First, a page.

23 May 2008


23 May 2008
Press Release
Department of Public Information • News and Media Division • New York





Polar Scientist to Join Students

From Australia, Canada, Malaysia, United States on 28 May

The United Nations Department of Public Information and the United Nations Environment Programme will launch the World Environment Day observance on Wednesday, 28 May, at a special event to take place from 9 a.m. to 12 p.m., with the theme “CO2, Kick the Habit”. 

Students from high schools in Australia, Canada, Malaysia and the United States will discuss, via video conference, with students assembled at United Nations Headquarters, innovative youth projects that are contributing to a reduction of greenhouse gases.  The students hope to motivate their peers to create similar projects in their schools and communities. 

Christopher Shuman, an earth scientist from the University of Maryland’s Goddard Earth Science and Technology Center at the Goddard Space Flight Center (NASA/GSFC), will join the conference at Headquarters to talk about his work on the vast ice sheets covering Antarctica and Greenland.  Welcoming the opportunity to share his research with the young people, he said:  “The rise of greenhouse gases in the atmosphere is producing startling consequences for life on Earth.  …The leaders of tomorrow are in schools today.  A better understanding of how and why the cryosphere is changing now will benefit us all in the future.”

World Environment Day is observed each year on 5 June.  The observance is one of the principal vehicles through which the United Nations stimulates worldwide awareness of the state of our environment, and highlights actions people are taking around the world to preserve the planet.  For several years, the Department of Public Information Outreach Division has organized a student conference to mark World Environment Day.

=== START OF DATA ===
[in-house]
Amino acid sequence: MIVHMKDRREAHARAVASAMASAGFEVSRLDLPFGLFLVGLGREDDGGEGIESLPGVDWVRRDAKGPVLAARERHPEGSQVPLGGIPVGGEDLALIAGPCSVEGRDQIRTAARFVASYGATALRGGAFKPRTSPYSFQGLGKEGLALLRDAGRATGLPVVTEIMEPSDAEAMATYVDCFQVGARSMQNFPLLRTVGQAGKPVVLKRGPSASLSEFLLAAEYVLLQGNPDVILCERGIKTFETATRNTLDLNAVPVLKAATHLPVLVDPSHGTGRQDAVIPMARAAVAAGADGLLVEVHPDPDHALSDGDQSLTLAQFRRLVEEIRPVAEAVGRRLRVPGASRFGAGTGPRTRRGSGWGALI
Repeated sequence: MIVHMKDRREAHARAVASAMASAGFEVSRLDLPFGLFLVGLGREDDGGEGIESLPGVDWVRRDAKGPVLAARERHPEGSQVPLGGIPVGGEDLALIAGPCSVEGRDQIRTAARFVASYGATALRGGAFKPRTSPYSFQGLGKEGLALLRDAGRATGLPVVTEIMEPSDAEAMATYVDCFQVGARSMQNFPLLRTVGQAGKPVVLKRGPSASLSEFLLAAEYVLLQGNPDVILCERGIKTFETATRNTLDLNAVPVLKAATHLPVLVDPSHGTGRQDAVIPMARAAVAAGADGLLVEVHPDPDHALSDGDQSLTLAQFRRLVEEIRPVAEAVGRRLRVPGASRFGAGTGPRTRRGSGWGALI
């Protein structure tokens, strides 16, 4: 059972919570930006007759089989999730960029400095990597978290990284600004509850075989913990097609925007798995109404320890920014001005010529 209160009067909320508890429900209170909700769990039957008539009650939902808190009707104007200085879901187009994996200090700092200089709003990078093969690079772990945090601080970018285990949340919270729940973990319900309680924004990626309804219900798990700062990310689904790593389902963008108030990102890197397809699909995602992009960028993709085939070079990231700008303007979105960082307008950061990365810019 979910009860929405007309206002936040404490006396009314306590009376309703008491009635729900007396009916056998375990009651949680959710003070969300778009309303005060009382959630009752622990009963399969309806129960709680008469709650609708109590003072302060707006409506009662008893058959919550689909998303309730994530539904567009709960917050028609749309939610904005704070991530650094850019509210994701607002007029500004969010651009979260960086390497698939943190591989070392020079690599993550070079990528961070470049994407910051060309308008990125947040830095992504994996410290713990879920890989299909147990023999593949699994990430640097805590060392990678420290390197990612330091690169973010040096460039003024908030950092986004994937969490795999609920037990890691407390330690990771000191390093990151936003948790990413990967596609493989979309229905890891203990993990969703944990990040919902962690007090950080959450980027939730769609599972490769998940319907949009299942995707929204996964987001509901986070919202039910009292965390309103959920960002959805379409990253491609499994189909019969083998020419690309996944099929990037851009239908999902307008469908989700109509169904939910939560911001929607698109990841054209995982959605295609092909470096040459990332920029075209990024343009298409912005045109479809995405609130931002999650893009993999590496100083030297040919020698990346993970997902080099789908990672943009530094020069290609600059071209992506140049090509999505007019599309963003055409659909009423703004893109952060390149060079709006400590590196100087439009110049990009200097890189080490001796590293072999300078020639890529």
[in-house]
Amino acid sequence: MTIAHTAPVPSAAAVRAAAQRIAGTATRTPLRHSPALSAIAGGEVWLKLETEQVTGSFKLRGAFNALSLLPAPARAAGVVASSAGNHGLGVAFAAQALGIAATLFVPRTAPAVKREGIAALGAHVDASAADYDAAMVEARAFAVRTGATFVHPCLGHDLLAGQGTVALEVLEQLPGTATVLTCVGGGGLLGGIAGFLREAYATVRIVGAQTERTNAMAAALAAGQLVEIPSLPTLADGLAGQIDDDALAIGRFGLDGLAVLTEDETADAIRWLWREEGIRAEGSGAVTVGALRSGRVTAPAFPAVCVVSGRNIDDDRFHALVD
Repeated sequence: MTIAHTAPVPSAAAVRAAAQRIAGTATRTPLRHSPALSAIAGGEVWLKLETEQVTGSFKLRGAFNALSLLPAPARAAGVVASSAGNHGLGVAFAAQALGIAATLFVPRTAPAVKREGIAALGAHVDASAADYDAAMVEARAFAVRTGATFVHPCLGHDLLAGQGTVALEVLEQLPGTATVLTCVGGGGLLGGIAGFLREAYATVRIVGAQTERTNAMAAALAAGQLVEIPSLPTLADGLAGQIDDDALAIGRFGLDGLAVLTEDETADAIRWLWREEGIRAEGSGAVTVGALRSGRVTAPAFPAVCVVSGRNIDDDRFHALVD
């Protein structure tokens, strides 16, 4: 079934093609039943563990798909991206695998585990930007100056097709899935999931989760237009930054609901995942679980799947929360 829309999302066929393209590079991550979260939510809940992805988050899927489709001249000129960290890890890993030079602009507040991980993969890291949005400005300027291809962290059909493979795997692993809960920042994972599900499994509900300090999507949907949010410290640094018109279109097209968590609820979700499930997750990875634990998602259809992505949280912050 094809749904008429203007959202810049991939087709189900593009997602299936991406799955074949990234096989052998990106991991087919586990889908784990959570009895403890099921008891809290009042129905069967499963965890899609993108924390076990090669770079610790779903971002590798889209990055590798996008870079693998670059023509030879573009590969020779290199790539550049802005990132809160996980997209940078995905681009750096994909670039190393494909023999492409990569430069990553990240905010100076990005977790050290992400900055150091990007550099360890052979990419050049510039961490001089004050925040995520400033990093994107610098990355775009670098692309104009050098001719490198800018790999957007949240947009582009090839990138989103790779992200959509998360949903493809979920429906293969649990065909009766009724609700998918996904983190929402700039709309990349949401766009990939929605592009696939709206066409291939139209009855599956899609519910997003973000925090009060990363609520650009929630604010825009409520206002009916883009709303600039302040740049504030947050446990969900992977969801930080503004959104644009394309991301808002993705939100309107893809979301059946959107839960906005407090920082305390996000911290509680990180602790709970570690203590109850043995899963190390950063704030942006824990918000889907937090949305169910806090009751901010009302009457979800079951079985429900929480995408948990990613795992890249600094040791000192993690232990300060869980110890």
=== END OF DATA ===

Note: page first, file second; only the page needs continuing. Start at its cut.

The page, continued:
The young people participating in the event this year will share six major youth projects that have great potential for reducing greenhouse gases.  Australian students from secondary and primary schools in Orbost, Victoria, are helping to rehabilitate the natural river bank environment of the Snowy River by planting rainforest species.  Farming and a diversion of the river for a hydroelectric scheme has led to a drying of the riverbank which will worsen due to climate change –- a phenomenon affecting many rivers.  The students are raising awareness of the issue. 

“People of all ages must be aware of the problem of global warming.  Adults must be aware so that they can offer solutions.  Young people must be aware because they are the ones who will be most affected,” said Victor Rodriguez, a student from the Paul Robeson High School for Business and Technology in Brooklyn, New York.  The school has developed educational materials to raise awareness of the impact of global warming.  Students will present Public Service Announcements, PowerPoint presentations, an interactive video game and a poetic visual essay on DVD to deliver their message about the impact our “consumer lifestyle” is having on the environment.